I don’t fault people like the ones described in the WSJ article for working to improve their social influence scores as long as they’re genuine. It’s smart to understand how rankings are formulated and how you can improve your scores. That makes the difference between individuals who are building their personal brands with an entrepreneurial drive and those who simply aren’t tuned in enough to know how. Done right, that’s commendable. But understanding the system and rigging it to your favor is potentially where we’re headed in this age of social media. It’s an environment where your potential employer will check your Facebook page prior to extending that job offer; and they definitely will follow your Tweets after that offer is extended; and you can bet on the fact that they’ll be watching your social escapades after you’re hired to ensure that you don’t misconstrue ideas that are yours alone with those of your employer. Or heaven forbid you’re passed over for a consulting job because of a low Twitalyzer score, like the story Shel Israel foretells. But, this is business today, I just wonder if we’re encouraging an unhealthy level of narcissism?
What’s your Social Media Credit Score…?
One of the topics I’ve been researching lately is Social Media Profile Management. This started with the whitepaper that I authored for Unica called, True Profiles: A Contemporary Method for Managing Customer Data (download the paper next week) where I explored what it takes to integrate data streams from disparate sources. Yet, while that’s happening on the business side, consumers are in desperate need of managing their own social profiles. Services like Rapleaf, PeerIndex, Klout and Twitalyzer all reinforce the need to know how you’re portrayed as an individual in social circles and how much personal information about you is floating around out there.
Brian Solis talks about this as well in his compelling Lift presentation where he describes the sociology and psychology behind what we do in social media. He mentions that debt collectors are now visiting individual’s Facebook pages to track them down and sometimes publicly humiliate them into paying their debts. That’s absolutely frightening! But it’s a reality of the world we live in.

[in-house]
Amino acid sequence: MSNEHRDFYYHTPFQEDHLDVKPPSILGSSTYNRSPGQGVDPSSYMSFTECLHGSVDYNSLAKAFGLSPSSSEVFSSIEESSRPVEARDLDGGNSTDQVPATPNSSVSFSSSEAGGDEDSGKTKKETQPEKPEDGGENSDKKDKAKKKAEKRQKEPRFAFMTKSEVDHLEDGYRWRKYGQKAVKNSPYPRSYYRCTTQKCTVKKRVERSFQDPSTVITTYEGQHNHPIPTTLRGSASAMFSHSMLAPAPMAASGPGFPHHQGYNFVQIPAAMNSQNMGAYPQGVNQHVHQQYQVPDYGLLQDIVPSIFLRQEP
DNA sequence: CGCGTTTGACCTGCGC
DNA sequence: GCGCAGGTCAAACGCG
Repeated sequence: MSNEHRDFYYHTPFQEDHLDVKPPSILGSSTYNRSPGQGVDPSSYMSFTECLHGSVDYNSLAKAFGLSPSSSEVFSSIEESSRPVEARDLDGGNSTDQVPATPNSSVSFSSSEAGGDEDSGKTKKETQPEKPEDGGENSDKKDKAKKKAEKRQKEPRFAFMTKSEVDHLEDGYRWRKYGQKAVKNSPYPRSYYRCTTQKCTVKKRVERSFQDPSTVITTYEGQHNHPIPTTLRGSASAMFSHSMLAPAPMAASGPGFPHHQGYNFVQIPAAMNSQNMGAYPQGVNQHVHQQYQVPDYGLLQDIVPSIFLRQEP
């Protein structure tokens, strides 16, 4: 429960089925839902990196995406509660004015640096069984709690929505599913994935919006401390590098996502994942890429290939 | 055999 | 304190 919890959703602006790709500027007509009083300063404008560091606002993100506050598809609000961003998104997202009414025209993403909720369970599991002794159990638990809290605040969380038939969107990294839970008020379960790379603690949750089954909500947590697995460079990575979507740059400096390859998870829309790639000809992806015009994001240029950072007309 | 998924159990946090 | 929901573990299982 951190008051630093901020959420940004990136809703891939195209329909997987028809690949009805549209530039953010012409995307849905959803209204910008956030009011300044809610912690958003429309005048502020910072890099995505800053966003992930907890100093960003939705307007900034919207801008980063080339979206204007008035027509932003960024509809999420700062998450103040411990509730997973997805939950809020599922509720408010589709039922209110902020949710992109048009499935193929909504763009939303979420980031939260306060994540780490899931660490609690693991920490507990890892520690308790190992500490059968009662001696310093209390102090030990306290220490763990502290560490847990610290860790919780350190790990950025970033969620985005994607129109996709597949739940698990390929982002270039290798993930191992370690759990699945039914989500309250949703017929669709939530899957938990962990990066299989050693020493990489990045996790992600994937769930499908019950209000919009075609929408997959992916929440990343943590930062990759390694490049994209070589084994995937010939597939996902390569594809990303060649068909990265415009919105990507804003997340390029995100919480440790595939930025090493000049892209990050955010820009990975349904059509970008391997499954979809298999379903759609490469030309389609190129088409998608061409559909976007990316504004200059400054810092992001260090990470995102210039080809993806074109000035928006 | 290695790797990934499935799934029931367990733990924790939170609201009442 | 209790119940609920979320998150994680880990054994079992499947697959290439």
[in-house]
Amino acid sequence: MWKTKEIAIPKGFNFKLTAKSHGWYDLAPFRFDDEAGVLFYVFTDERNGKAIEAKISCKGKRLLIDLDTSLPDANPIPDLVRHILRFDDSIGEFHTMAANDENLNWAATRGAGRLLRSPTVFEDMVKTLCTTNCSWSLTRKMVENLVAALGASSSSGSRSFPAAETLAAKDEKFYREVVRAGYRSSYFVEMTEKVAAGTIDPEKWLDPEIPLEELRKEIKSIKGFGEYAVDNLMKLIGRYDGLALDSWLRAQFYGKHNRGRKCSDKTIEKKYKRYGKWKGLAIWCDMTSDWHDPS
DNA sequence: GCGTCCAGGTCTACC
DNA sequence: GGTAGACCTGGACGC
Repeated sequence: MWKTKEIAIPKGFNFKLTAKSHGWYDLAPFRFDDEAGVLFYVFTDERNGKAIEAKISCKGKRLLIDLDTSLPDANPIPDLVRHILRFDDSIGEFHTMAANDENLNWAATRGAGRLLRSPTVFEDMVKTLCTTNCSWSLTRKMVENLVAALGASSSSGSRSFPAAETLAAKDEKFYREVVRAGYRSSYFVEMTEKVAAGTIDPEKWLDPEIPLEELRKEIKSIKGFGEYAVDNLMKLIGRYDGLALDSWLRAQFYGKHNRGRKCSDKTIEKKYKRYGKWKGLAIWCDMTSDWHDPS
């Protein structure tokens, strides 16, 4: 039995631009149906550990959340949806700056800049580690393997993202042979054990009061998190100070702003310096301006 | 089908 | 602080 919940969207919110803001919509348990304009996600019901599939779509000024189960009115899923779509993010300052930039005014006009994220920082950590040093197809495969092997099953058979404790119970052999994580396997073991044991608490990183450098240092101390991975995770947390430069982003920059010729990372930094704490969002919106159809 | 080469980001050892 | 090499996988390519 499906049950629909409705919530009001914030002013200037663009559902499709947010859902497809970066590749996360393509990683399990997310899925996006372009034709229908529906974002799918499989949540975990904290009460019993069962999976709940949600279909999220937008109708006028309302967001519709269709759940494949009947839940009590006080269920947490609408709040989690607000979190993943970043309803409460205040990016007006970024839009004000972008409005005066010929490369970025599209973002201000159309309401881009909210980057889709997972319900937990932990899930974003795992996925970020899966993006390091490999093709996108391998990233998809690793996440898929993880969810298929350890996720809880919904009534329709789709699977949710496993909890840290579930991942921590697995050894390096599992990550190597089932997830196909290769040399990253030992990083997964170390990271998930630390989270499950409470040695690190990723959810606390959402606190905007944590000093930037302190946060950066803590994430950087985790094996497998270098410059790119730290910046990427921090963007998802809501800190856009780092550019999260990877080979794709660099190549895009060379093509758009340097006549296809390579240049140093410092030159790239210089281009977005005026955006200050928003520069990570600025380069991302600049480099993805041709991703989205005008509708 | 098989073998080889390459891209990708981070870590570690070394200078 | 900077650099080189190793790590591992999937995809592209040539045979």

Managing your social credit score is important and undoubtedly we’ll see a burgeoning slew of services like Identity Mixer and others that allow you to manage what appears in the databases of companies like Spokeo.com and whitepages.com for all to see. You’re already being indexed, ranked and reported on whether you like it or not. I just can’t help from wondering if the way we (or at least some people) operate with the aid social profile management technologies is disingenuous?
What Should You Recommend To Your Business…?
Those of you who know anything about Web Analytics Demystified recognize that we’re not ones to take data and simply gaze at it in wonderment. We use data to make recommendations. More importantly, we encourage you to do this as well. So for all the measurers of social media out there, take into deep consideration the value you place on influence. I do believe that it’s a meaningful metric and I am optimistic about < foreshadowing > new developments on the horizon from Social Analytics vendors in this area < /foreshadowing >, yet you have to understand what your metrics are made of and how they’re calculated.
That’s the thing that irked me most about the WSJ article was that it implied in the subtitle that all the vendors out there keep their influence rankings secret. Twitalyzer doesn’t do this, in fact they expose all of the factors that go into their calculated metrics for all to see. While some metrics within the Twitalyzer dashboard do rely on scores from other technologies like PeerIndex and Klout, they’re labeled as such with nothing secret about them. I’m not bringing this up to tout the greatness of Twitalyzer, but more so to call out the fact that transparency in the metrics you use and rely on is critically important.
Hopefully, most of you are migrating away from counting measures like fans and followers that offer little more than a measure from an uncalibrated yardstick and adopting business value metrics that actually mean something to your organization. If you are working toward this end — and if influence is a measure that will factor into your marketing efforts — then take the time to see through inflated scores and popularity hounds that are gaming the system. It’s likely that you don’t want these people doing your bidding anyhow. Instead, use measures of success like Impact to correlate influence to action. When you begin to look at your social marketing efforts in this way, you may just find that those with the most “popular” profiles aren’t actually good for your business.
I’ve been awaiting this day with eager anticipation for some time now because we are finally releasing our paper on Social Marketing Analytics. Several months ago Eric Peterson and I started talking with Jeremiah and Altimeter Group about the issues facing social marketers. Despite the red hot flames trailing anything with the word social in it, the outlook for effectively measuring the effects of social marketing initiatives in a meaningful way was somewhat grim.